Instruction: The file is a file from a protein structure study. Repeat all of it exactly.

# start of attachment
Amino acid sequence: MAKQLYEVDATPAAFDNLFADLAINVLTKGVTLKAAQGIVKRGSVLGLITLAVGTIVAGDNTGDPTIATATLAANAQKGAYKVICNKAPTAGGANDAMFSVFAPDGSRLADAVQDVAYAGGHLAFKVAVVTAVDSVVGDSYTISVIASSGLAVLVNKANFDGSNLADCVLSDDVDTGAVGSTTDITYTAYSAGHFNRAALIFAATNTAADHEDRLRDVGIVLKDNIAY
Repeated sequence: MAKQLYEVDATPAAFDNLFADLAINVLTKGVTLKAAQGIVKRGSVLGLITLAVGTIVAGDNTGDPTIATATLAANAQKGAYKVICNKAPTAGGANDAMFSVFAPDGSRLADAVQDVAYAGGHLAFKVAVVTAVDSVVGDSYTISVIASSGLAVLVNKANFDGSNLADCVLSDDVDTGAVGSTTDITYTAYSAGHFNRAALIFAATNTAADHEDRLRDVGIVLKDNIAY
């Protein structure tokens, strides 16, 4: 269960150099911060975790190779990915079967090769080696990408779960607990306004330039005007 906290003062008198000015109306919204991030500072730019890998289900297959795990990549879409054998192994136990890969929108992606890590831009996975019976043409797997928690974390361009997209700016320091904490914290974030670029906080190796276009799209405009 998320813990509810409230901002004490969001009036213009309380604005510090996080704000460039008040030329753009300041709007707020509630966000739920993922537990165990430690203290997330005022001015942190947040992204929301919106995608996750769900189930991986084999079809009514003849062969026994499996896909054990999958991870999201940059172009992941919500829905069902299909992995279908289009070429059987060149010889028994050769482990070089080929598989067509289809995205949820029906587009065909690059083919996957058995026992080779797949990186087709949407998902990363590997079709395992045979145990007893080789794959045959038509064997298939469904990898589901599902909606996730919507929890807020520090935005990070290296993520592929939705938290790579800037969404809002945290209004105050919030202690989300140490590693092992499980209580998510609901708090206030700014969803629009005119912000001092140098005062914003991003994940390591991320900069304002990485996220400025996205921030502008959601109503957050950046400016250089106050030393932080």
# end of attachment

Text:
Amino acid sequence: MAKQLYEVDATPAAFDNLFADLAINVLTKGVTLKAAQGIVKRGSVLGLITLAVGTIVAGDNTGDPTIATATLAANAQKGAYKVICNKAPTAGGANDAMFSVFAPDGSRLADAVQDVAYAGGHLAFKVAVVTAVDSVVGDSYTISVIASSGLAVLVNKANFDGSNLADCVLSDDVDTGAVGSTTDITYTAYSAGHFNRAALIFAATNTAADHEDRLRDVGIVLKDNIAY
Repeated sequence: MAKQLYEVDATPAAFDNLFADLAINVLTKGVTLKAAQGIVKRGSVLGLITLAVGTIVAGDNTGDPTIATATLAANAQKGAYKVICNKAPTAGGANDAMFSVFAPDGSRLADAVQDVAYAGGHLAFKVAVVTAVDSVVGDSYTISVIASSGLAVLVNKANFDGSNLADCVLSDDVDTGAVGSTTDITYTAYSAGHFNRAALIFAATNTAADHEDRLRDVGIVLKDNIAY
């Protein structure tokens, strides 16, 4: 269960150099911060975790190779990915079967090769080696990408779960607990306004330039005007 906290003062008198000015109306919204991030500072730019890998289900297959795990990549879409054998192994136990890969929108992606890590831009996975019976043409797997928690974390361009997209700016320091904490914290974030670029906080190796276009799209405009 998320813990509810409230901002004490969001009036213009309380604005510090996080704000460039008040030329753009300041709007707020509630966000739920993922537990165990430690203290997330005022001015942190947040992204929301919106995608996750769900189930991986084999079809009514003849062969026994499996896909054990999958991870999201940059172009992941919500829905069902299909992995279908289009070429059987060149010889028994050769482990070089080929598989067509289809995205949820029906587009065909690059083919996957058995026992080779797949990186087709949407998902990363590997079709395992045979145990007893080789794959045959038509064997298939469904990898589901599902909606996730919507929890807020520090935005990070290296993520592929939705938290790579800037969404809002945290209004105050919030202690989300140490590693092992499980209580998510609901708090206030700014969803629009005119912000001092140098005062914003991003994940390591991320900069304002990485996220400025996205921030502008959601109503957050950046400016250089106050030393932080």